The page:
New York band creates distinct genre crossover


Photo Courtesy of Raydene Salinas

New York band creates distinct genre crossover

By Arts & Culture Reporter

Beecher’s Fault, a pop-rock band from Astoria, New York, works to combine synth-pop and rock sounds with a little bit of folk sprinkled in.

The band formed in New Jersey in 2011 when Ken Lamken and Ben Taylor met through mutual friends and started writing folk songs together. Eventually, the pair added a keyboard to integrate the synth-pop element of the band’s sound. 

When the band got positive feedback from fans in the New Jersey area, Beecher’s Fault moved to New York so the band could play more shows and fully pursue its potential. Lamken (vocals/keyboard) and Taylor (vocals/guitar) eventually added Max Maples (drums) and Serge Ruccolo (bass) to the mix to round out the band’s roster.

During the same year the band formed,  it released its self-titled debut album. A year later, it released an EP titled Misbehavior. Now, Beecher’s Fault is putting the finishing touches on its third record and hopes to have it out later this year.

The Chronicle spoke with Lamken and Taylor about where Beecher’s Fault draws inspiration for its lyrics, its influences and the band’s new album, Do As People Do.

THE CHRONICLE: Where do you find inspiration for your songs?

BEN TAYLOR: We’ve both kind of been in the indie-folk movement. Bands like Wilco are definitely a favorite of both of ours. Songwriting-wise, Jeff Tweedy [of Wilco] is a big one. I think lately, especially [Lamken] has gotten more into electronic music and sounds. We like to say that our band is kind of like if Wilco and Passion Pit had a baby, then it might sound something like Beecher’s Fault. Personally, I grew up first playing piano, then drums and then guitar, mostly blues guitar. I listened to a lot of Jimi Hendrix, Stevie Ray Vaughan and Eric Clapton. It wasn’t until the end of high school that I started getting into bands that we try to emulate now.

Your third album, Do As People Do, will be released sometime this year. What was the recording process like for the album?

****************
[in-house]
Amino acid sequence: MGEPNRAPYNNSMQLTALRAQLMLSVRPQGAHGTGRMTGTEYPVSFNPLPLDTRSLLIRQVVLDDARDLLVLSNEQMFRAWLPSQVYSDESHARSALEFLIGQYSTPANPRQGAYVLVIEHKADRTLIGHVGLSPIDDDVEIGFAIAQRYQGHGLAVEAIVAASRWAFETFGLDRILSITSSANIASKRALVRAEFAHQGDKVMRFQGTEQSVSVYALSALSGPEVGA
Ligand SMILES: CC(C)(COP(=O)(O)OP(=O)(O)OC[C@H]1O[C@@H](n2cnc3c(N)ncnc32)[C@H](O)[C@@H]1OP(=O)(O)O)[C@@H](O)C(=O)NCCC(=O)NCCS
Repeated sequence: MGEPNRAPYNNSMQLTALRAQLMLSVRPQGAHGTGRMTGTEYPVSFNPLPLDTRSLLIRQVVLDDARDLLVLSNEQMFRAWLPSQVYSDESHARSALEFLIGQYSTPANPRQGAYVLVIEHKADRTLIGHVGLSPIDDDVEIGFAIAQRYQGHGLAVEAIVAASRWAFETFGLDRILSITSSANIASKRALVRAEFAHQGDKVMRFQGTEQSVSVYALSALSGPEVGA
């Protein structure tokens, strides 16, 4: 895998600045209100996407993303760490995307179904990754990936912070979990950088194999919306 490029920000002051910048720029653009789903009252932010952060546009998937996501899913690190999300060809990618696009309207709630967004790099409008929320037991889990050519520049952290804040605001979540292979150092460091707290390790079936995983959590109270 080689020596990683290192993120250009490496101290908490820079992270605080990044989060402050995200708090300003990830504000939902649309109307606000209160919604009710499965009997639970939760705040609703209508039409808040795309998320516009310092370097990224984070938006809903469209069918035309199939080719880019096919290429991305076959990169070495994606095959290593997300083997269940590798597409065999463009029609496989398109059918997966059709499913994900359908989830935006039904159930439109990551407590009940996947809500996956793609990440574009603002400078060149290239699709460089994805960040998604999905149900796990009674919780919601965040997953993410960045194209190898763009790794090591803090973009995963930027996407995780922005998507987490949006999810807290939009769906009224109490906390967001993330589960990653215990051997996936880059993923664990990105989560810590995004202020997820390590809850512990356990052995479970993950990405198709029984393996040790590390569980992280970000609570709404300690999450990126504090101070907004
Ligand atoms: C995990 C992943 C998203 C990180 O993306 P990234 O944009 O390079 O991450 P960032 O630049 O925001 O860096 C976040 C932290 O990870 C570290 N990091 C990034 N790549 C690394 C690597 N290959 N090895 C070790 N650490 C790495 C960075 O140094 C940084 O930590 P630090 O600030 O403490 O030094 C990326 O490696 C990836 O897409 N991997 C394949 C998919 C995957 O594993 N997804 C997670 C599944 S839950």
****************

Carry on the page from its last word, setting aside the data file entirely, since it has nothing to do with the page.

KEN LAMKEN: The recording process has been pretty long. We’ve been recording over the last year. Going along with what [Taylor] said, we start with a folk song, oftentimes just an acoustic guitar, a couple chords and hopefully what people think are well-written lyrics. Then, we dress it up with all kinds of ear candy like synths, bass sounds—all kinds of things to embellish it. We listen back to it and do many different versions of each song and see which one grips the most. From there, we go into the studio [and record it].

How is Do As People Do going to be different from your last two albums?

BT: This album is the best and catchiest songs we have written. I think we’ve both grown a lot as writers over the four years that we’ve been working together. We’ve gotten to know each other’s writing process, like [Lamken] has become a lot better at reacting to my ideas and I’ve gotten better at reacting to his ideas. Maybe the downside of that is that we’re slower producers because we’re more of perfectionists than we used to be. I think in the end, the result of the new record is really catchy songs that will stick with people. Lyrically, it’s a little more personal, too.

KL: In addition to that, we’ve also gotten better at understanding what a specific song needs. So if there’s a song that’s really personal and it needs gut-wrenching vocals, raw chords and just head into the studio with the feeling of those sounds and don’t think twice, then we did that. If it’s a song that’s a little more poppy and it needs to be more lighthearted, then it could benefit from being really well-produced and go through a million revisions and make it perfect in that regard, then we will do that. You’ll hear that whole range on our new album.

Is there a specific message you want fans to take away from your music?

BT: I don’t think there’s one specific message—there are different messages within the different songs. Hopefully, the biggest message with our music is that we’re really not trying to limit ourselves to one particular type of music. Something we’ve always been conscious of is appealing to different age groups and people from different backgrounds. There’s a big mix of people at our shows, and that’s a really nice thing to have, and I think we always want to keep it that way.

What does Beecher’s Fault have in store for this year?

KL: We’re releasing our first single off the album, which is called “Liquor Store,” on March 31. We’re having a local show in New York City at The Bowery Electric on March 31 to support that release. Shortly after, our plan is to tour and within a month of touring, release the album.